The student news site of Marquette University

Marquette Wire

The student news site of Marquette University

Marquette Wire

The student news site of Marquette University

Marquette Wire

EDITORIAL: Bring Respect Back to Sports

Sports are meant to bring people together for a common cause and build community. Unfortunately, oftentimes there is a lack of respect brought to sports events through offensive heckling, lack of respect for the environment and overall, people forgetting that athletes are people too and not just there purely for our entertainment.

As the college basketball season comes to an end and with MLB season starting up, we need to reevaluate how we interact with the people and the environment surrounding sports.

After a basketball game between Illinois and Iowa in which Illinois wonallegations were made about derogatory and threatening comments made towards Iowa players. After player Kris Murray missed a shot that could have won the game, Kris’ father claimed that a fan shouted at Kris to kill himself. This was particularly painful for the Murray family because Kris’ younger sister had recently lost a friend to suicide.

In a women’s volleyball game between Duke University and Brigham Young University Duke player Rachel Richardson reported repeatedly hearing a racial slur from the student section. Initially the fan was banned by BYU from attending events however that ban was eventually lifted. This type of harassment is unacceptable. It’s telling that a fan felt all too comfortable hurling racial slurs at a player on the opposing team.

None of this is to say to stop heckling altogether as it is a part of sporting events. However, heckling should never be mean-spirited or cross the line into blatant racism. These athletes are people with personal lives that we know nothing about. Heckling a player about their physical ability to play the game is one thing, but when it crosses the line into personal insults it creates an abusive environment that not only affects players but also the other fans who have paid to attend.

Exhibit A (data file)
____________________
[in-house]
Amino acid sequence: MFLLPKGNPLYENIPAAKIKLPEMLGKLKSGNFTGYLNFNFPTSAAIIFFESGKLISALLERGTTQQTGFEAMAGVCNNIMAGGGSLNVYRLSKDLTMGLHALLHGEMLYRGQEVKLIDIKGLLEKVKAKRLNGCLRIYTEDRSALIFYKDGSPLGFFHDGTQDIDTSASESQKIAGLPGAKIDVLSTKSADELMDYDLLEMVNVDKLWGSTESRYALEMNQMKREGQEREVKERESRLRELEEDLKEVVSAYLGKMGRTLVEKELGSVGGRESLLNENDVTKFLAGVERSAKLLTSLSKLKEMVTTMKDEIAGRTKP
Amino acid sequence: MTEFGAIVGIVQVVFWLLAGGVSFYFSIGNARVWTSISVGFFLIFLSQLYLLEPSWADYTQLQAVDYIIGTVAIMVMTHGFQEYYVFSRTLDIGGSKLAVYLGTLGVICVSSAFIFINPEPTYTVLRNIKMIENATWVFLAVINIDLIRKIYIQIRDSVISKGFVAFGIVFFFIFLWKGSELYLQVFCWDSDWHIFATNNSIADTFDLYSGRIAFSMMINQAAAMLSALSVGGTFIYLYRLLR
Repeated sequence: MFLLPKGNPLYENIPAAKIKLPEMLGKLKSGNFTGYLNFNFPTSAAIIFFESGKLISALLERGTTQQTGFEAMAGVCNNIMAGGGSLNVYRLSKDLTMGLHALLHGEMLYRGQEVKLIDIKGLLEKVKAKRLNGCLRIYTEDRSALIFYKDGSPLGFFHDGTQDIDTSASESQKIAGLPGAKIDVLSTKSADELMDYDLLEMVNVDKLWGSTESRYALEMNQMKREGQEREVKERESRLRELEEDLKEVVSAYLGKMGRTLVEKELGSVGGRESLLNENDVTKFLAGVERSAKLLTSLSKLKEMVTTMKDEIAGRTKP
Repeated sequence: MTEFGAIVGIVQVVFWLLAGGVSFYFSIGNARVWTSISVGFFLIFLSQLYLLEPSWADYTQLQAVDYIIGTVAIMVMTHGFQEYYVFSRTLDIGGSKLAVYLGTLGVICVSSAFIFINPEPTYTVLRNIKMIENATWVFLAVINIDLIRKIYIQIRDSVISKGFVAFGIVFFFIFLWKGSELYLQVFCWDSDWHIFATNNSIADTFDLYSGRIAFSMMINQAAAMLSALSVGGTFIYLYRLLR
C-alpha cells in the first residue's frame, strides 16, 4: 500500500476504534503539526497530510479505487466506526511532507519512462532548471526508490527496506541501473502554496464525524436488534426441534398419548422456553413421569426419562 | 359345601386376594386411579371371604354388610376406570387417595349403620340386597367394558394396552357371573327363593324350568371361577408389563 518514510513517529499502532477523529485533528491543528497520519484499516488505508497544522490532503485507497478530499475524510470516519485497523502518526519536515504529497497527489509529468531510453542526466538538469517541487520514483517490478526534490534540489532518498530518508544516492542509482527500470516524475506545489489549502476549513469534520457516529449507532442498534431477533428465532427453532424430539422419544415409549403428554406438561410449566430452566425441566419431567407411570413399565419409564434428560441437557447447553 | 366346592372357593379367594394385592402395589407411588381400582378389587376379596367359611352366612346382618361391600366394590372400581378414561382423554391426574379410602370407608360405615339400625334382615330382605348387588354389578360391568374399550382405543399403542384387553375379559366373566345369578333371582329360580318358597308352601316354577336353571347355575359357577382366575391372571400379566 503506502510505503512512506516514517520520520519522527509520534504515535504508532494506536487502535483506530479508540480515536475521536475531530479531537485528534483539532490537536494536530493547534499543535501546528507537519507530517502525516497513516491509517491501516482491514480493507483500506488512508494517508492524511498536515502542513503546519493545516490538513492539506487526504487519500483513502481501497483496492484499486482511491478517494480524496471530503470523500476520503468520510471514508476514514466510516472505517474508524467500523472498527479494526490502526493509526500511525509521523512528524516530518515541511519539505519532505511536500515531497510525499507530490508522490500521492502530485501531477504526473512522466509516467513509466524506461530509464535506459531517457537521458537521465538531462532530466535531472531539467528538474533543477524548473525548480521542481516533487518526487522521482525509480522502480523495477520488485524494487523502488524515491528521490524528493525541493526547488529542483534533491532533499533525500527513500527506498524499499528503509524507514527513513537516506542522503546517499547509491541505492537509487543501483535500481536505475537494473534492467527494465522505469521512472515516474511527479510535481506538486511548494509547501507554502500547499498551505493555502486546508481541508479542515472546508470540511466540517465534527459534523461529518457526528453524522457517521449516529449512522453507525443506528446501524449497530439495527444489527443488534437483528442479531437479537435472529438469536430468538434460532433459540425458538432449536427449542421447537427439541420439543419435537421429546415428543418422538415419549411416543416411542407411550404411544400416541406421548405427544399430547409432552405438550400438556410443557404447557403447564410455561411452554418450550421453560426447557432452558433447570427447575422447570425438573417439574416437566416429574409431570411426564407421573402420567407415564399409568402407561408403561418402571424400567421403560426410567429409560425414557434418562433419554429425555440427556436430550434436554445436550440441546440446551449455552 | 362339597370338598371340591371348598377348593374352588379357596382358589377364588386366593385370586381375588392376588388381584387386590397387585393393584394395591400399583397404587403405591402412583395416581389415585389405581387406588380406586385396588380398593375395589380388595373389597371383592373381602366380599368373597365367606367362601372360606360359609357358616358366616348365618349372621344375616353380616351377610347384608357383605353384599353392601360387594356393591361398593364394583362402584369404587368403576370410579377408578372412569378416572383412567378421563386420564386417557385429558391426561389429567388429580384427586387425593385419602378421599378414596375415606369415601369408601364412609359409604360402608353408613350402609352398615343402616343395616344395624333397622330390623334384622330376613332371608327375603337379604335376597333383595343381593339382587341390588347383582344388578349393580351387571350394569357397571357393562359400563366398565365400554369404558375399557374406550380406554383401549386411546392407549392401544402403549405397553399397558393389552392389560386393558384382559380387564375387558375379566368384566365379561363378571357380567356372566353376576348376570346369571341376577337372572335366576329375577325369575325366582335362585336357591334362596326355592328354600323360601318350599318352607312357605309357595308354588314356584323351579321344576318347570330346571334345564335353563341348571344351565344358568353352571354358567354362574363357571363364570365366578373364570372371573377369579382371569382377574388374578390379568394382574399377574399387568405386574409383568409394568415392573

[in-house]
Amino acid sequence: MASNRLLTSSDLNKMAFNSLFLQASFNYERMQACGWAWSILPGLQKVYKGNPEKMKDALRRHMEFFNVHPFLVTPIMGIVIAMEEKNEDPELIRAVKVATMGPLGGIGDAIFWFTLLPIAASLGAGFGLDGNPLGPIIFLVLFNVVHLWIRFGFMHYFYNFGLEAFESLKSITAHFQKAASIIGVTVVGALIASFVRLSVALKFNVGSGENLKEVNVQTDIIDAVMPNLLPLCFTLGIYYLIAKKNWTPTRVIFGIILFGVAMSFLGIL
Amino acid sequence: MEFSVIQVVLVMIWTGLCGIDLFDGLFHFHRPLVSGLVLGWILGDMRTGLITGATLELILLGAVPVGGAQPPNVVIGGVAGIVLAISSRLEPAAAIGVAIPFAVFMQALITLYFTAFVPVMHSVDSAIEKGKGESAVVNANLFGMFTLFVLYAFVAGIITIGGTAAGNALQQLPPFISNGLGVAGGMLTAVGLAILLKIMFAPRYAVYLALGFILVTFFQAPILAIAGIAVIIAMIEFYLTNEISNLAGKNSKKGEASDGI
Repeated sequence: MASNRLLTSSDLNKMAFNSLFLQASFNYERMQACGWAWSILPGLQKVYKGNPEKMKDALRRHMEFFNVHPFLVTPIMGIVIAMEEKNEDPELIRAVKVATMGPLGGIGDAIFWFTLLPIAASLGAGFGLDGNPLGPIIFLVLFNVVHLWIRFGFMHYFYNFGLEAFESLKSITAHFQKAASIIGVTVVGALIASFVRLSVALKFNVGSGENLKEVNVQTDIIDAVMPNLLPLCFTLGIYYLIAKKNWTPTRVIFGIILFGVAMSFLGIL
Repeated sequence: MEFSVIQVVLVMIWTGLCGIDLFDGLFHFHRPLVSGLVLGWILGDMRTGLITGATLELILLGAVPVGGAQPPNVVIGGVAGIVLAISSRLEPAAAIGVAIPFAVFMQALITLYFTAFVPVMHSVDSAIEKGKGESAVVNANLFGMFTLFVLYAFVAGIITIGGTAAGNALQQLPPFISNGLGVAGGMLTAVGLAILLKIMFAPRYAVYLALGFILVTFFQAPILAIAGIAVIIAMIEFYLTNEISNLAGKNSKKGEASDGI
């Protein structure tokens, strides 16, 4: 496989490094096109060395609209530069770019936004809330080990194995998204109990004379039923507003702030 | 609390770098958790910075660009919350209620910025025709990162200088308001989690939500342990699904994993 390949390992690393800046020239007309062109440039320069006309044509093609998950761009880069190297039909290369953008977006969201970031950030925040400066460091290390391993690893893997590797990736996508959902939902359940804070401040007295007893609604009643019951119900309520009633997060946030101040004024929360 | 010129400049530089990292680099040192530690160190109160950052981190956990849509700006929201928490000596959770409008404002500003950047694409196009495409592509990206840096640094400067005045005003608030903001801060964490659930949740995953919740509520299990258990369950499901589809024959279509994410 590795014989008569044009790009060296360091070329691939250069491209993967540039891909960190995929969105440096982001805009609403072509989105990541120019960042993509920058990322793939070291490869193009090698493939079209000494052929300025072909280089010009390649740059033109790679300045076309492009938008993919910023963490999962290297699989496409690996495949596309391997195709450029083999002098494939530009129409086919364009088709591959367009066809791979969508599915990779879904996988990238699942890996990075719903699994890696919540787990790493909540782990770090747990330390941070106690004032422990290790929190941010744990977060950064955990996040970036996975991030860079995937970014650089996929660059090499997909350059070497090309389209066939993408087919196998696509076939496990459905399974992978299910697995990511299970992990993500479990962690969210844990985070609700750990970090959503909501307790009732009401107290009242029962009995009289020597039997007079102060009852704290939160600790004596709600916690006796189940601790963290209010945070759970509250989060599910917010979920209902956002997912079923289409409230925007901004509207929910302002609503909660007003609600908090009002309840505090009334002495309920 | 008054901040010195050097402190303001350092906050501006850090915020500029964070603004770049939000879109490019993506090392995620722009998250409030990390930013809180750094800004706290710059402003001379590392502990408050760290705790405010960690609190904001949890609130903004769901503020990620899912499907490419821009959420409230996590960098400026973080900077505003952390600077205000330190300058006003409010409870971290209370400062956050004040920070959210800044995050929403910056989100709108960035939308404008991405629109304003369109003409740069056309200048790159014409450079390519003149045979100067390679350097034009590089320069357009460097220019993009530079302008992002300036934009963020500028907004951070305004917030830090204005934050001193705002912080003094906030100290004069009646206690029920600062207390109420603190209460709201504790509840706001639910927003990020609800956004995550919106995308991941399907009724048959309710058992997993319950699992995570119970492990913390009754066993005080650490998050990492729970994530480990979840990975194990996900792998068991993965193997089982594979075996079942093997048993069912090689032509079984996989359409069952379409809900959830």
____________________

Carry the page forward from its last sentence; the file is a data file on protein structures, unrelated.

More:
There is also the issue of the amount of waste fans produce while watching their favorite teams and how that waste affects the environment. Air pollution is a major issue that is caused by tailgating and transportation. A study found that when fans began to show up for games air pollution spiked. This was mainly caused by things such as charcoal grills, old generators and cars that were left on.

At our hometown ballpark, American Family field, there is a strong culture of tailgating before Milwaukee Brewers games. As baseball season starts up it’s important to keep in mind the environment around us. Once the game starts, the trash generated from tailgating doesn’t just disappear, we all need to be make an effort to pick up after ourselves.

Improper waste disposal is also a major issue. For instance, the Super Bowl generates about 55 to 60 tons of waste each year. Across the United States attendees to sporting events generate around 39 million pounds of trash per year. While many stadiums do provide clean-up crews it should also be the responsibility of the fans to clean up their own trash as well.

This is something that Major League Baseball teams in the United State have actually started to try to encourage implementing new recycling procedures. MLB teams have joined the National Recycling League which aims to direct recyclable material away from landfills. The recycling rate from each team’s city is tallied up and the city with the highest rate wins a round of beer from the brewing company Anheuser-Busch.

Respect has to be brought back to sports, not only to the players but also to fellow fans, the stadiums and the environment. Disrespectful heckling, violent fan behavior and lack of respect to the environment have to stop.

Editorial topics by the Marquette Wire are decided at weekly meetings between members of the executive board. The editorial is crafted with leadership by the executive opinions editor. The executive board consists of the executive director of the Wire, managing editor of the Marquette Tribune, managing editor of the Marquette Journal, general manager of MUTV, general manager of MUR and ten additional top editors across the organization.

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